Instead, there are particularly tender moments between her and Pavan as they look through old photographs and reminisce together. She even lovingly gives her own handmade wedding veil to her daughter-in-law-to-be, Nimisha- the opposite of the traditional image of a mother-in-law.
All family members including Amy Jackson and Nicholas Prasad believably create a loving family.
Boogie Man has all the drama and emotion of a Bollywood film, complete with a finale wedding dance sequence. Yet family is at the heart of this comedy, giving it real depth.
A Soundtrack To Dance and Sing Along To
Above all, Boogie Man is an ode to 70s music. The film won the ‘Best Soundtrack’ award at the UK Asian Film Festival and deservedly so.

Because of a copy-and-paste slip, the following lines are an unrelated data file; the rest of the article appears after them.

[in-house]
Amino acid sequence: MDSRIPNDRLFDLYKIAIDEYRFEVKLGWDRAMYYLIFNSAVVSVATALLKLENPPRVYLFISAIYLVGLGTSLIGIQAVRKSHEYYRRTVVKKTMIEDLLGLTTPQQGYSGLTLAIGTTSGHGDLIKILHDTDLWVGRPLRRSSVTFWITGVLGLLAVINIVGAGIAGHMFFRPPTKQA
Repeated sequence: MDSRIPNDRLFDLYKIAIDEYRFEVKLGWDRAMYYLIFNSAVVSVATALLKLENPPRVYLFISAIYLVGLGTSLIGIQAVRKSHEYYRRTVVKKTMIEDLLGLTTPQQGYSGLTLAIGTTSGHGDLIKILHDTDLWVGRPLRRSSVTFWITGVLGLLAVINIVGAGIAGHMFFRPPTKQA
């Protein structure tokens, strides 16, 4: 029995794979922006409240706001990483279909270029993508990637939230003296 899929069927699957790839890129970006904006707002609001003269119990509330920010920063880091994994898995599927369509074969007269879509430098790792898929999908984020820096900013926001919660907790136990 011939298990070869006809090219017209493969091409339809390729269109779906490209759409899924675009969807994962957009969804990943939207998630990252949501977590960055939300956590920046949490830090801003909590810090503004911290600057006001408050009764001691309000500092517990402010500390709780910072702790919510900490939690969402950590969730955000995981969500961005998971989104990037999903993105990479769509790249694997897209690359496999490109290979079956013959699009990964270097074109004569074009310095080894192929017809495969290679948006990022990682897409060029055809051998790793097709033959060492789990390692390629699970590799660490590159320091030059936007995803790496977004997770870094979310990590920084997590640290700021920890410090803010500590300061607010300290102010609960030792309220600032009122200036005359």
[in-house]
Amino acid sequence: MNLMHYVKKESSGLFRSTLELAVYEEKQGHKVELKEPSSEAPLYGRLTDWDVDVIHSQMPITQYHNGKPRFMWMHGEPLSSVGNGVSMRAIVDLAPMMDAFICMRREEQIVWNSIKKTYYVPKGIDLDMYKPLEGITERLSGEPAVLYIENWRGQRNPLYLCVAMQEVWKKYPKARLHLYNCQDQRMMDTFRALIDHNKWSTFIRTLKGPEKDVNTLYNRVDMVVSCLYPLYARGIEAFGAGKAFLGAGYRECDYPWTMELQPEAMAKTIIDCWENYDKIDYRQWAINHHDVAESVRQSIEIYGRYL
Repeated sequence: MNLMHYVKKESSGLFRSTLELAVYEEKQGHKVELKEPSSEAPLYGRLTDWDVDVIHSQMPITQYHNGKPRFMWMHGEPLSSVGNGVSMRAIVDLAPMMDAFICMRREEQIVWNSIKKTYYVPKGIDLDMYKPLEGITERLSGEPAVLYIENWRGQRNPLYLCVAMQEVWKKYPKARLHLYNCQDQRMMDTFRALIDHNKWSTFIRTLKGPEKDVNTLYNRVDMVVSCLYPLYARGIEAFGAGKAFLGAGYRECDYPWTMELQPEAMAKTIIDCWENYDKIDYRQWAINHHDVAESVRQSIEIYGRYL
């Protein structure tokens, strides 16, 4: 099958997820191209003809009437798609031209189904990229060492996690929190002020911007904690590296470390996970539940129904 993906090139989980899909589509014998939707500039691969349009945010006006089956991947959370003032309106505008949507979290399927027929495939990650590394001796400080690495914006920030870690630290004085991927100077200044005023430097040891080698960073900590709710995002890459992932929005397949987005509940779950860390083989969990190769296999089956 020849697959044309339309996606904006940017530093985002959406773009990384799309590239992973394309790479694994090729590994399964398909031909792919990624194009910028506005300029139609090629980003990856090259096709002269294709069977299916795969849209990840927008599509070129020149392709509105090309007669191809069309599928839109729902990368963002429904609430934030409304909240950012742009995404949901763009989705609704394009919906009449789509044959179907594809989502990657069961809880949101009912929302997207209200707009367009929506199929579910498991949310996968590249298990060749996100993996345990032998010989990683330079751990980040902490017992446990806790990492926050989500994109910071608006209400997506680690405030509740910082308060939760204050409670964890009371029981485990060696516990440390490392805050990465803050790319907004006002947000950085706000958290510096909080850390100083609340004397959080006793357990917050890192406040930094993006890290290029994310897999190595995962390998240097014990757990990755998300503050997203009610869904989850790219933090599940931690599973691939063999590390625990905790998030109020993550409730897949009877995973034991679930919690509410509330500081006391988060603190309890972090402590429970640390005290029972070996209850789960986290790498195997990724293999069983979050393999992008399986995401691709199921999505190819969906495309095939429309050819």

Noted for directing music videos, Morahan showcases the excellent range of original music alongside some of the best 70s tracks.
Its stellar soundtrack adds to everything from the comedy’s light-hearted feel to the characterisation.
Ramon Tikaram is generally a stand-out as Pavan’s uncle and Rama’s dad, Deepak. But, we first meet him belting out ‘Jaan Pehechan Ho’ in his catering van. Even in his lamentably few scenes, he brings the audience to tears of laughter with his quirky character.
However, this 70s nostalgia most clearly reflects Pavan. He’s a true romantic, believing in the power of love or music to bring people together.
Ultimately, this contributes to creating a very wholesome and uplifting film. It deals with some dark or mature issues but goes to show that like Pavan, “just because you’re growing up… doesn’t mean you need to be a grown-up”.